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IronMick
24th March 2005, 19:51
As i have said before, i am no good at this amps, volts, watts, current, power, whatever thing. Anyway i wanted to test my generator. No problems; just wanted to do the test. Following Clymer, at the beginning of the electrical chapter.

My meter has a scale labelled mAMPS with three scales: 2m, 20m, 200m. The result i got was .015 on the 2m scale. The book says i need 10 amps or more.

Does .015 on 2m mean 15 amps? Obviously i am hoping for this.

Sometimes m means 1000; sometimes it means 1/1000. Those crazy b@$t@rds who set these things up otta be !@#$%%^.

dwardy
24th March 2005, 20:15
mA is milliamps (hundreths of an Amp). So on a 2 mA scale, .015 is 1.5 milliamps. Does the test have you put the generator on a load? You won't draw any current from it unless it's loaded. Each scale setting on your meter is the maximum current expected before it goes off scale. Most meters will have a seperate input for measuring greater than the maximum current on the normal input. If yours doesn't, you may not be able to measure 10 Amps.

I'm not sure how the manual has you set up the test but it seems to me you need to load the generator, put a meter (with suitable current capability) in series with the circuit to measure current, and another meter across your load measuring voltage. Gradually increase the load until the voltage starts to drop off. That is your maximum current.

note: Never put your meter across the generator output on the Amps settings. The generator will see a dead short and you'll either damage the generator or at least blow the fuse in the meter.

IronMick
24th March 2005, 21:38
mA is milliamps (hundreths of an Amp). So on a 2 mA scale, .015 is 1.5 milliamps ...

mA must be thousandths of an amp tho, not hundredths, eh?

In my math, .015 milliamps would be .000015 amps. 15 amps would be 15000 milliamps. Because i see 1 milliamp as being 1/1000 of an amp, not 1000 amps.

The rest makes no sense to me. "load the generator", "current", "volts": please do not confuse me or waste your good life time trying to commumicate this stuff to me. It did not get thru in Grade 11 Physics class in 1960, and it won't now either. Somehow, i managed 2, 1/2 universtiy science degrees without getting this part of stuff. In spite of this handicap, physics was actually my highest mark in 1st year at U!

It' all crazy.

dwardy
24th March 2005, 22:37
Ugh, I misspoke. sorry.
The prefix "milli" means thousandths and in technical script is signified with "m". Millionths is "micro" and is signified with "".
1 Amp = 1000 mA = 1,000,000 A.

On your meter (I'm assuming it's a digital)...
@2mA scale, the highest it will display is .002
@20mA scale, the highest it will display is .020
@200 mA scale, the highest it will display is .200

The whole purpose of resolution scaling the display on meters is simply for accuracy. You may notice that the only thing that changes on the display when you switch through the scales is the decimal point. That just allows finer (more accurate) measurements at lower values.
In any case, those scales are not "heavy" enough to read 10 Amps.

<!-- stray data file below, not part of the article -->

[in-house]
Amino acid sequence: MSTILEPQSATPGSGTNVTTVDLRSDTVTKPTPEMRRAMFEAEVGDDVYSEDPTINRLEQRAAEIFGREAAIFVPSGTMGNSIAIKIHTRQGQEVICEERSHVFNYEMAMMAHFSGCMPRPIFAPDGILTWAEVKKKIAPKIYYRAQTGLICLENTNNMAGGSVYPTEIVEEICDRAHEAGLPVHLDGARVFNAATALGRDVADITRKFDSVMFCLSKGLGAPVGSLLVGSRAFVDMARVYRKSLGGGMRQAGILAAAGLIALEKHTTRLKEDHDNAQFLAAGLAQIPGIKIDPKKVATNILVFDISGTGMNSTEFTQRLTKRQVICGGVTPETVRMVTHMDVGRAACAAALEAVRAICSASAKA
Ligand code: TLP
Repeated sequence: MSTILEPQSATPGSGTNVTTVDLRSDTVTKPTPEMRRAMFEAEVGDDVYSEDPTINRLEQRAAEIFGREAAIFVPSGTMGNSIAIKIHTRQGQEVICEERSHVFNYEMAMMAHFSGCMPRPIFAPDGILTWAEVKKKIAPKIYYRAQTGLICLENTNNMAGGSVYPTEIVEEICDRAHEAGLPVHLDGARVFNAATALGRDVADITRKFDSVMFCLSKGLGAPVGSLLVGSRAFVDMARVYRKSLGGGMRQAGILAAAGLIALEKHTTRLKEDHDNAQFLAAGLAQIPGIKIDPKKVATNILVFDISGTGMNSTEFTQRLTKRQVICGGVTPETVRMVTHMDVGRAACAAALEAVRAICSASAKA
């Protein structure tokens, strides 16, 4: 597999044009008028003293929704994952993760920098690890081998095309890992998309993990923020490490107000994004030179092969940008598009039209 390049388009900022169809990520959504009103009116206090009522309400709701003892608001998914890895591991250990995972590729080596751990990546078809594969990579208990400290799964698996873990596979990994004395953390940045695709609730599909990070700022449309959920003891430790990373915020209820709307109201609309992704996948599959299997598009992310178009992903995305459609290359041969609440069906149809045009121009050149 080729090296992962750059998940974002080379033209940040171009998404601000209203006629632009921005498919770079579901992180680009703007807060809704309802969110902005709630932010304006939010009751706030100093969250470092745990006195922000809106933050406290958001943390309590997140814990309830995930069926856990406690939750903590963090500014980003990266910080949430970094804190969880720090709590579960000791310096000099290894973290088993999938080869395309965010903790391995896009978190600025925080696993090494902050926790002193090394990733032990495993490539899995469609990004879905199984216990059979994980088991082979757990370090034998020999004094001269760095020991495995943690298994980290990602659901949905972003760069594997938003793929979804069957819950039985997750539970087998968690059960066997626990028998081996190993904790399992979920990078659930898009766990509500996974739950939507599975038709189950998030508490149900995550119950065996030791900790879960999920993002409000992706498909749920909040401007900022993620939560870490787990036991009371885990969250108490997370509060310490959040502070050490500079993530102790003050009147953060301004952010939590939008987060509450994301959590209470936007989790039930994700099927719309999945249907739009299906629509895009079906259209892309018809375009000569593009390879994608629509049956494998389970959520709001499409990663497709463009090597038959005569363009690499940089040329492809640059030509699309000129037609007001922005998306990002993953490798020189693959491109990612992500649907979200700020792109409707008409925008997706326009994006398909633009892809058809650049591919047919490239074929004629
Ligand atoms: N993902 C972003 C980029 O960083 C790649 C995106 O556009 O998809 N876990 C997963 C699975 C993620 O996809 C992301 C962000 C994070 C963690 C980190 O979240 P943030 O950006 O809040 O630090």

If you can, scan and post the page with the testing procedure on it and perhaps I can see what they are doing.

EDIT: Nevermind on the scanning thing. I found the procedure in an old Haynes ironhead manual. It look as though they are just measuring the current from the output of the generator to the positive terminal of the battery with the regulator removed from the circuit. It should be a simple procedure as long as you have (get) a meter that will measure 10 Amps.

bamf_shadow
25th March 2005, 03:16
dwardy, please explain this. I don't have the grey wire in the photo going from the gen to the reg. I see the post on the reg marked as G, but alas there is no wire on it. What could this mean? Is it just an alternative ground? It would seem to me that the gen would ground to the chasis thru the engine. Or is this there for 3 brush models? Mine is the later hitachi 2 brush. Thanks!!!

dwardy
25th March 2005, 04:29
This is the wiring shown for the '76.
Are you saying you only have 2 wires connected to your regulator?

bamf_shadow
1st April 2005, 02:50
nope mine looks just like that only the regulator also has a ground. I am using a later hitachi model generator.

nmaineron
3rd April 2005, 13:34
Unless you are running a pile of lights you shouldn't be concerned with amps.Amps is nothing more than the power being used by the components of the system.Your generator supplies power in volts 12-14,your regulator makes sure that the power from the generator stays within a small window around 12 volts so that things don't burn out.What power the light uses to stay bright is measured in amps.

How your generator is wired or how many poles you have really makes no difference,it still makes 12 volts.What it does do is give the generator more capacity for higher loads,more bells and whistles.

Ron

willprevale
3rd April 2005, 15:16
I have a "battery minder" that a friend makes up for about $15.00. It has three leds (red, green and yellow) that tell me what's going on. Eliminates a lotta guess work.

cantolina
3rd April 2005, 15:54
You know what? I have one of those.....its sold at Advance for about 10 bucks....same 3 leds, just have to wire it on.....They sell it as a charging system/battery tester.....helped me understand that my bike only barely keeps charging at idle..extra lights hurt at that time (take notice, those of you who are mounting passing/fog lamps hard (no switch). I find that if I idle too long with my fog lites on, the battery gets behind (so, of course, I HAVE to go for a ride then...)